The troubled Singapore Flyer has finally found a new owner in Straco Leisure, a subsidiary of Straco Corporation, which has bought the local attraction for S$140 million.
Straco Corp, which runs tourist attractions in China, has been known for marketing several successful tourists attractions such as Shanghai Ocean Aquarium and Underwater World Xiamen.
A statement on the Singapore Exchange website said the acquisition is in line with the company’s “expansion of the group’s core tourism related business”. Through the acquisition, Straco will hold 90% of the share in the venture while WTS Leisure will hold 10%. Together they would form Straco Leisure.
In a media statement, Straco founder and executive chairman Wu Hsioh Jwang said : “The Singapore Flyer is a defining Singapore attraction and represents an exciting opportunity to expand our presence in the region and contribute to the Singapore tourism industry. As a Singaporean company, we are especially proud to add this unique icon to our portfolio of high-quality assets.”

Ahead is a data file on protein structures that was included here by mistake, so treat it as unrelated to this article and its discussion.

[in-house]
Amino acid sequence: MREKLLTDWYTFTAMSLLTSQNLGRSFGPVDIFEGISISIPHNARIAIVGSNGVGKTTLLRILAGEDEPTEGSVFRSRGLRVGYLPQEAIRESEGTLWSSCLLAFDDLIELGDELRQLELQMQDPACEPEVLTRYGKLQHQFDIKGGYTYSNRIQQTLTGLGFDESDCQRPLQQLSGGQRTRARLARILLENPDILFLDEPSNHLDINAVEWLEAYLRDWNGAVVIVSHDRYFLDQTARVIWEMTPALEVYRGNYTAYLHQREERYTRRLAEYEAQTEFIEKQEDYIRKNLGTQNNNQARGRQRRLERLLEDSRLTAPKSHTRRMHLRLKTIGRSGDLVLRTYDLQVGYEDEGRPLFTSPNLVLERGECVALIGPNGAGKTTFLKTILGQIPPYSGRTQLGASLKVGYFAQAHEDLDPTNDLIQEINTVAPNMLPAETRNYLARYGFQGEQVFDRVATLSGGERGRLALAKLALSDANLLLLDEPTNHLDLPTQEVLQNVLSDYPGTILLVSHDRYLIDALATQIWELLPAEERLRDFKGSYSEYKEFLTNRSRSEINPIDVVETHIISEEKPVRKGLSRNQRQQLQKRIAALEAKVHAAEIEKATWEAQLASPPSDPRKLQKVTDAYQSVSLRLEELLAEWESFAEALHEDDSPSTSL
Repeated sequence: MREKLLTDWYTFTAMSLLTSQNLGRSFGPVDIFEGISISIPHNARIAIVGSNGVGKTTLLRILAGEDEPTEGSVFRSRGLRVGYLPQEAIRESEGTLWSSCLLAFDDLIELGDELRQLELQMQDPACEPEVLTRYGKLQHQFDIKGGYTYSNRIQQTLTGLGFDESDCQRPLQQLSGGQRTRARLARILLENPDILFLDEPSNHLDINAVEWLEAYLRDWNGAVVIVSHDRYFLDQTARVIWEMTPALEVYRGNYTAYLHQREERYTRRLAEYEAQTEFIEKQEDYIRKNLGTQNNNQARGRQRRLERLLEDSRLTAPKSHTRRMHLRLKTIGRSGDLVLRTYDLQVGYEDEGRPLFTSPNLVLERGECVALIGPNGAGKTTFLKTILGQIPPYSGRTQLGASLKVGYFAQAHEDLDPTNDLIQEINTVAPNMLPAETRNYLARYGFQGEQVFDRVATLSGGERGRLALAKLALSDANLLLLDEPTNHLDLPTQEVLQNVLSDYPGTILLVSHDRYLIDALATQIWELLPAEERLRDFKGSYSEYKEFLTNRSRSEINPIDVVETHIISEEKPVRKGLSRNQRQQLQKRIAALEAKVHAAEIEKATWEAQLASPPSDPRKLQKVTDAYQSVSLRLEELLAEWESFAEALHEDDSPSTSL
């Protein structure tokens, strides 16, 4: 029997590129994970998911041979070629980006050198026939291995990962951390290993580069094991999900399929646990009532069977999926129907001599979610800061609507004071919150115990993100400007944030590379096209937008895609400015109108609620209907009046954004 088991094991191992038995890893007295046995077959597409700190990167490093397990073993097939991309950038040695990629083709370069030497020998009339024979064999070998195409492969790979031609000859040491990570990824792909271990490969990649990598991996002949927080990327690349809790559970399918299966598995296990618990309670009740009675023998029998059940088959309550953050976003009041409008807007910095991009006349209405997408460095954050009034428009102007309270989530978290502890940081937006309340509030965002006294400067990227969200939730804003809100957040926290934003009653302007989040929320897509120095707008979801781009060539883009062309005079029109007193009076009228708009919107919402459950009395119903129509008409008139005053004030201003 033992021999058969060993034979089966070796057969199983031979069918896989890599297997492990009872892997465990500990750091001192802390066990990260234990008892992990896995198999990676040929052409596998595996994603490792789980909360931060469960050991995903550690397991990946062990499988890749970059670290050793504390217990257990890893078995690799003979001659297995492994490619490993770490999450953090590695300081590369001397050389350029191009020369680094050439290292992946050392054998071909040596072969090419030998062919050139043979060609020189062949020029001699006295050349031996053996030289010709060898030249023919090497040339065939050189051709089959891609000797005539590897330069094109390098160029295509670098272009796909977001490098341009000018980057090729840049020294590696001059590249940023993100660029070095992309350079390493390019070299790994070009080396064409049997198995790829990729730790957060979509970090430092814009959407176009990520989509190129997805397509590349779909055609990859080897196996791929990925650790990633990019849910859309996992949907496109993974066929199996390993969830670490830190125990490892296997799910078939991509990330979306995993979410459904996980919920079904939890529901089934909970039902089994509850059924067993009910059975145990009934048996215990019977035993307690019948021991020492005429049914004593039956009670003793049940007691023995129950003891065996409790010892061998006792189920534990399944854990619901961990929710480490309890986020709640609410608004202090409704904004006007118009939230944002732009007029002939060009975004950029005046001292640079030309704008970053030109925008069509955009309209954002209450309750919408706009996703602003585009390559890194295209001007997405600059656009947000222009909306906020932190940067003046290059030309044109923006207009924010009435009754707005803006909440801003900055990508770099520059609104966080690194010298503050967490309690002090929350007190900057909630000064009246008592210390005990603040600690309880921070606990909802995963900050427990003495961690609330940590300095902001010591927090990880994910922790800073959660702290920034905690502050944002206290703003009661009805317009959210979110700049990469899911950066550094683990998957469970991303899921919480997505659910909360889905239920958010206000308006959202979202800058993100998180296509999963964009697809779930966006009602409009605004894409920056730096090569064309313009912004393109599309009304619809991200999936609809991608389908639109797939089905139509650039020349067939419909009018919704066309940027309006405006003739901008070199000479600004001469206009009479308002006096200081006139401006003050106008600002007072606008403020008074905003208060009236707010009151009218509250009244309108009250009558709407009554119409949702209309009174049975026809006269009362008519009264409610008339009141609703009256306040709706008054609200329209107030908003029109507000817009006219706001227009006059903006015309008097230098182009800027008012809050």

“Straco Corp has extensive experience in successfully developing and operating high-profile tourism attractions. Our robust, long-term experience in the sector provides a crucial foundation for reinvigorating this world-class attraction,” Wu added.
Further plans are said to be revealed following the completion of the acquisition.
Lionel Yeo, chief executive of the Singapore Tourism Board said that through the acquisition STB hopes that the Flyer’s appeal would be enhanced to both local and international visitors
“The Singapore Flyer is a key attraction in the local tourism scene. We are therefore pleased that Straco Corp, a Singaporean company with strong track record in managing overseas attractions, has chosen the Singapore Flyer as their first attraction in Singapore to establish a presence back home.”
The Singapore Flyer, the company behind the flyer first went bankrupt in May last year when it failed to meet financial obligations. Since then it has been on the hunt for a buyer. The company spent an initial SG$240 million to have the service up and running since 2008.